Excerpt: The Association of Governing Boards of Universities and Colleges (AGB), the premier organization advocating strategic board leadership in higher education, today released Freedom of Speech and Diversity, Equity, and Inclusion on Campus: Considerations for Board Members and Chief Executives, a publication providing practical insights into why and how institutional leaders should prioritize freedom of speech as well as diversity, equity, and inclusion (DEI).
Latest News and Commentary: National
Excerpt: If we are to fend off right-wing attacks on education that examines the stubborn persistence of white supremacy in the United States, we must prove able to defend our claims about what is variously called “structural,” “systemic” or “institutional” racism. In this regard, we owe a debt to the American Association of University Professors and specifically the report its special committee issued in April titled “Governance, Academic Freedom, and Institutional Racism in the University of North Carolina System.”
Earlier this month the AAUP governing council voted to condemn the University of North Carolina Board of Governors and system office for, among other things, taking “actions with regard to the system’s minority serving institutions to reduce budgets, defer maintenance, maintain low salaries, and increase the workloads of faculty members of color at these institutions.”
Excerpt: Today, the Department of Education proposed new Title IX regulations that, if implemented, would gut essential free speech and due process rights for college students facing sexual misconduct allegations on campus. As required by federal law, the department must now solicit public feedback before the pending rules are finalized.
The draft regulations are a significant departure from current Title IX regulations. Unlike the current regulations, adopted in 2020 after 18 months of review, the new regulations would roll back student rights.
Excerpt: In June 2022, Peter Boghossian posted a video featuring Dr. Lyell Asher, a professor of English at Lewis & Clark College, titled “Why Colleges are Becoming Cults.” Although Dr. Asher raised many important points, perhaps the most significant was his discussion of the commonly heard refrain in universities that “[i]t’s not the intention, but the impact, that matters.” This focus on the “impact” of speech, according to Asher, is a direct threat to open inquiry because it is a useful authoritarian tool of university administrators to control intramural and extramural expression.
Excerpt: Georgia Gwinnett College repeatedly blocked a Christian student from evangelizing on campus more than five years ago. Today, its administrators have agreed to pay the price.
Georgia Gwinnett College will pay $800,000 to settle a lawsuit filed against it by the silenced Christian student, Chike Uzuegbunam, his attorneys with Alliance Defending Freedom announced Wednesday. The payout represents “nominal damages and attorneys’ fees.”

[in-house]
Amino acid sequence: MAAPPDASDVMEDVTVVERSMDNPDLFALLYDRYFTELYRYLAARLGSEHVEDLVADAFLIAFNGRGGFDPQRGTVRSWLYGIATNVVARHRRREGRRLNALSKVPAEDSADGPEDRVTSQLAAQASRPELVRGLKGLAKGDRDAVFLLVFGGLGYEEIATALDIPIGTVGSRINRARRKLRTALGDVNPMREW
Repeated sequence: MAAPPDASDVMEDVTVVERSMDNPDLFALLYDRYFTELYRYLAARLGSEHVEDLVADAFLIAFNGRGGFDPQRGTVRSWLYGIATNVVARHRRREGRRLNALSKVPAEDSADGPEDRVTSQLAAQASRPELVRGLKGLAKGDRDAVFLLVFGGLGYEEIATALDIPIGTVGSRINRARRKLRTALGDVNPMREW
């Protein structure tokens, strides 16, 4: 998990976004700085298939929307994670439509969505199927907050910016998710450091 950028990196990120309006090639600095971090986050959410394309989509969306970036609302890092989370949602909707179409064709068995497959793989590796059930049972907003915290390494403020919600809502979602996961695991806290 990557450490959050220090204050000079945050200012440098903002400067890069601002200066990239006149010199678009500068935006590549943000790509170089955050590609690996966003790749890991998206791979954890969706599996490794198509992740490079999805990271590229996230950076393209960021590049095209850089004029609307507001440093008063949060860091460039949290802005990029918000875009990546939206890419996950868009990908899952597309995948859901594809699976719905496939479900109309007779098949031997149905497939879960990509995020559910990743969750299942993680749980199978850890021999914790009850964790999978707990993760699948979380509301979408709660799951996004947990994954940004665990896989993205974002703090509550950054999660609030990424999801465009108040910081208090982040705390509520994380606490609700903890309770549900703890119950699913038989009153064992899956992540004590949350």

Excerpt: This spring, as I wrote for Newsdesk, the American Association of University Professors issued a damning report on Linfield University’s abrupt firing of tenured Shakespeare scholar Daniel Pollack-Pelzner in response to his criticisms of the university’s leadership. The report seemed all but certain to set the AAUP on a path to censure Linfield at its annual meeting. That censure vote, to no one’s surprise and Linfield’s discredit, is now official.
Excerpt: Delegates at the American Association of University Professors’ biennial meeting voted to affiliate with the American Federation of Teachers Saturday, forming an alliance of 300,000 college and university faculty members, the largest such network in the U.S.
The groups say their partnership comes at time of increased legislative attacks on teaching and academic freedom, and they link what they describe as persistent underfunding for higher education to student debt levels and precarity for adjunct instructors.
Excerpt: West Virginia’s four-year colleges and universities maintain nearly 100 policies that restrict freedom of speech, according to a new report from the Foundation for Individual Rights and Expression, the Cardinal Institute for West Virginia Policy, and the James G. Martin Center for Academic Renewal.
FIRE reviewed the speech codes—policies that prohibit expression that would be protected by the First Amendment in society at large—at 17 public or private colleges and universities in West Virginia and found 92 policies that restrict freedom of speech. 47% of those West Virginia institutions earned FIRE’s worst, “red light” rating for clearly and substantially restricting free speech, while just 18.5% of schools earn that rating nationally.
Excerpt: The University of Houston last week agreed to rescind its anti-harassment policy in a settlement with several students who sued the school and its chancellor, alleging that the policy violated their First and 14th Amendment rights.
A settlement in Speech First v. Khator et al. spells the end of the university's sweeping anti-harassment policy, which a group of conservative students claimed would restrict almost all expression of their political beliefs.
Excerpt: Americans have spent over 150 years arguing about what kind of history we should teach to our children. In “Schoolbook Nation,” a book that examines the history of conflicts over American curricula, historian Joseph Moreau noted that a variety of Americans have worried about the sky falling if the “wrong” versions of history were taught in our schools. Americans, as Moreau documented, were concerned about this in the 1870s, again in the 1920s and, as we’ve seen recently, they are still concerned today.